Orange-tip Butterfly

Orange-tip ©Bob Coyle

Orange-tip Butterfly

©Ross Hoddinott/2020VISION


Scientific name: Anthocharis cardamines
It’s easy to see where these butterflies get their name – the males have bright orange tips on their wings! See them from springtime through to summer in meadows, woodland and hedges.

Species information


Wingspan: 4.0-5.2cm

Conservation status


When to see

April to July


These pretty little butterflies are easy to spot as the males’ wings have bright orange tips – giving them their name! They are a common sight during spring and can be found in lots of places including meadows, woodland and hedges. The adults lay their eggs on special plants to ensure that their caterpillars have the right food to eat. Orange-tip caterpillars love garlic mustard, cuckooflower and hedge mustard plants!

How to identify

The male orange-tip is unmistakeable: a white butterfly, half of its forewing is a bold orange, and it has light grey wingtips. The female is also white, but has grey-black wingtips, similar to the white butterflies. Both sexes show a mottled, 'mossy grey' pattern on the underside of their hindwings when at rest.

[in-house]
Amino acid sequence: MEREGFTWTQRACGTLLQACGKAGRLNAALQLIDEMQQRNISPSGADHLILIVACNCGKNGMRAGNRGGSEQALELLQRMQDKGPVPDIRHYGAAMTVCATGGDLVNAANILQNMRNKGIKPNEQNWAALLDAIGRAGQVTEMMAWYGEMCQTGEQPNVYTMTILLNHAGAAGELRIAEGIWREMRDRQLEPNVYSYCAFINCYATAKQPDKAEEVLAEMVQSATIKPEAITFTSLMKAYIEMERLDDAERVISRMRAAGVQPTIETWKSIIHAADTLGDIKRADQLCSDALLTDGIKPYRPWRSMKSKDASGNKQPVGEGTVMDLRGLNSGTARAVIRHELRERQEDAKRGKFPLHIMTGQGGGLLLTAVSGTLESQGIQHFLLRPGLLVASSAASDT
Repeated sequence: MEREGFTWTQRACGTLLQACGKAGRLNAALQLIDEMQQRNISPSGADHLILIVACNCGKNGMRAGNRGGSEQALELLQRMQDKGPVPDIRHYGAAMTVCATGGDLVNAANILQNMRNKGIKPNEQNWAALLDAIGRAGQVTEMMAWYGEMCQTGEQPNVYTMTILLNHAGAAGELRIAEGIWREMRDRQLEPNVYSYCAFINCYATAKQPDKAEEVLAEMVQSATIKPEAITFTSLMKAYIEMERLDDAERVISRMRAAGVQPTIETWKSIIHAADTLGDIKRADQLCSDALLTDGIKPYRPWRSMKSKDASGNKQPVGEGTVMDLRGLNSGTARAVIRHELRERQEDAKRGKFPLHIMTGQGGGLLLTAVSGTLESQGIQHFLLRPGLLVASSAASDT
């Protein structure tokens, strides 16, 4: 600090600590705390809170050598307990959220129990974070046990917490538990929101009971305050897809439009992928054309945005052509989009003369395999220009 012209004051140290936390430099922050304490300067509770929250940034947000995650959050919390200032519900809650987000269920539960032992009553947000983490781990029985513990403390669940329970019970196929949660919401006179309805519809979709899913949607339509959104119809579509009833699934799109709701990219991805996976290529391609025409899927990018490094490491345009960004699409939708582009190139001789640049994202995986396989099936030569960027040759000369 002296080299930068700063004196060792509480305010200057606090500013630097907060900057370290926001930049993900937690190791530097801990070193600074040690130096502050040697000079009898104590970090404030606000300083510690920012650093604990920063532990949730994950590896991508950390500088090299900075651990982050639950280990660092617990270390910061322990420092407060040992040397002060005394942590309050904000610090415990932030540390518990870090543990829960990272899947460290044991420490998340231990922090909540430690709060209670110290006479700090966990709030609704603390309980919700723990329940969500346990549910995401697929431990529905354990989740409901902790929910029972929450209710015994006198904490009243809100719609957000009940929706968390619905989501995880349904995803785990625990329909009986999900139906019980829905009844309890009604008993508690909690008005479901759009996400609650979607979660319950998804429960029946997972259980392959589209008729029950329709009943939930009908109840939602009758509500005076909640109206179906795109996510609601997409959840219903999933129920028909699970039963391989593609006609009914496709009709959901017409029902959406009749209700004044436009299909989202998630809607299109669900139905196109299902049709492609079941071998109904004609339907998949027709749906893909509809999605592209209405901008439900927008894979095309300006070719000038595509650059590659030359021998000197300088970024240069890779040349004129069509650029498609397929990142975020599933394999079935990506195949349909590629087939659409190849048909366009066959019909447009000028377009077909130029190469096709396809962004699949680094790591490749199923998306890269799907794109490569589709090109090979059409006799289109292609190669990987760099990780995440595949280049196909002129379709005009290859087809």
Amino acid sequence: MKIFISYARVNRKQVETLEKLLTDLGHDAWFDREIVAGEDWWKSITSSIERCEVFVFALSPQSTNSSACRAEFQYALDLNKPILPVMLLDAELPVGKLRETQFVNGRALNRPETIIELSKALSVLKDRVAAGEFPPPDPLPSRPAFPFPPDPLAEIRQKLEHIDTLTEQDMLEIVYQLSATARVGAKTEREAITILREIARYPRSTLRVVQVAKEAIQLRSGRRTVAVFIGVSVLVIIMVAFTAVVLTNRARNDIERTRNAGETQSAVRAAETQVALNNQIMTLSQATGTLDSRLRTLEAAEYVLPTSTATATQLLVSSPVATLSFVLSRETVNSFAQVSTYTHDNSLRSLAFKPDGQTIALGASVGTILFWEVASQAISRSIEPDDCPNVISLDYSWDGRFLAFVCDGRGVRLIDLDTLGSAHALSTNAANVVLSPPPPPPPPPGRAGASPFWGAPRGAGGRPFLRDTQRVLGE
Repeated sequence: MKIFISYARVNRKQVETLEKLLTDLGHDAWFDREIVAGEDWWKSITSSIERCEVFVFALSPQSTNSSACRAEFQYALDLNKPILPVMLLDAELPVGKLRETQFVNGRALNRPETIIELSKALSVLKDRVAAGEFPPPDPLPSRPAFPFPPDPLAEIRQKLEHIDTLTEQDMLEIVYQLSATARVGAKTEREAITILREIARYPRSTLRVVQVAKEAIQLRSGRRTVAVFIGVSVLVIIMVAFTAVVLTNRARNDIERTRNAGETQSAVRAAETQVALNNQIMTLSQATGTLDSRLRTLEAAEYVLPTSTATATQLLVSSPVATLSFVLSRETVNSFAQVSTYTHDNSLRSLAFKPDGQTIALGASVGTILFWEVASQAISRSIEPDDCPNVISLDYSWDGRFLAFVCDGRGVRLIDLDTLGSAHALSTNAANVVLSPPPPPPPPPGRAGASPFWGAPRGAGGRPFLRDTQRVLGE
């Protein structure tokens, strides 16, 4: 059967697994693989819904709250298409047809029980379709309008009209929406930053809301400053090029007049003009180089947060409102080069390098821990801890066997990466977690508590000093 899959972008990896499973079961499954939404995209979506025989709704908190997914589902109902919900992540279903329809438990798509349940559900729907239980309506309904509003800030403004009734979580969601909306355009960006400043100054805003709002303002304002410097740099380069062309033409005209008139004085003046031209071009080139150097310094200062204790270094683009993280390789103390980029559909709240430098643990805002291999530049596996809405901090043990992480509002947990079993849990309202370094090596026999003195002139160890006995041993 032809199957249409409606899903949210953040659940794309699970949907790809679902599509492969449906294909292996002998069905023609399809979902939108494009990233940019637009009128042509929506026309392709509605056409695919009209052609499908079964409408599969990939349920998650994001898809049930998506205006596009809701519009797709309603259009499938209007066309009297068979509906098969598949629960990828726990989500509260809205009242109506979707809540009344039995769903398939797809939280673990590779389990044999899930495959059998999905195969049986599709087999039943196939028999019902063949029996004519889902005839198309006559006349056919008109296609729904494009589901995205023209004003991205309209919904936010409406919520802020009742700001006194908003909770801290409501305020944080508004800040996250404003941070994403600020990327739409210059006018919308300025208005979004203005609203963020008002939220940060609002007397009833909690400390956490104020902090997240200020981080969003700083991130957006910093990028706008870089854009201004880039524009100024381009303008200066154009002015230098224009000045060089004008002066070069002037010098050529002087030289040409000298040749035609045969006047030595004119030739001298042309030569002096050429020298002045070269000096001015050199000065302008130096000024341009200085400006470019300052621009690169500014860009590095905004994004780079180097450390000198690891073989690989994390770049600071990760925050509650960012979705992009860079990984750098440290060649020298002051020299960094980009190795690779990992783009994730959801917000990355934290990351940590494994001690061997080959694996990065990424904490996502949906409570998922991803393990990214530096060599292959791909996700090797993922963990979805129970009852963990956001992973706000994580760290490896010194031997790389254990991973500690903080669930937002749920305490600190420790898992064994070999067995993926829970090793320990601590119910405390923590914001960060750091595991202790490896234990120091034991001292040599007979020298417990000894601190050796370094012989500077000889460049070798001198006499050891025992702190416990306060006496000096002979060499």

Found across the UK, although scarcer in the north of Scotland.

Did you know?

Orange-tip caterpillars are cannibals, eating their own eggshell when they emerge and moving on to eat other orange-tip eggs nearby. Caterpillars pupate in July and overwinter, emerging as butterflies the following spring.

How people can help

To attract butterflies, such as the orange-tip, into your garden, plant nectar-rich borders for them to feed along and climbing Ivy and shrubs for overwintering insects. To find out more about encouraging wildlife into your garden, visit our Wild About Gardens website: a joint initiative with the RHS, there's plenty of facts and tips to get you started. To buy bird and animal food, feeders and homes, visit the Vine House Farm website - an award-winning wildlife-friendly farm which gives 5% of all its takings to The Wildlife Trusts.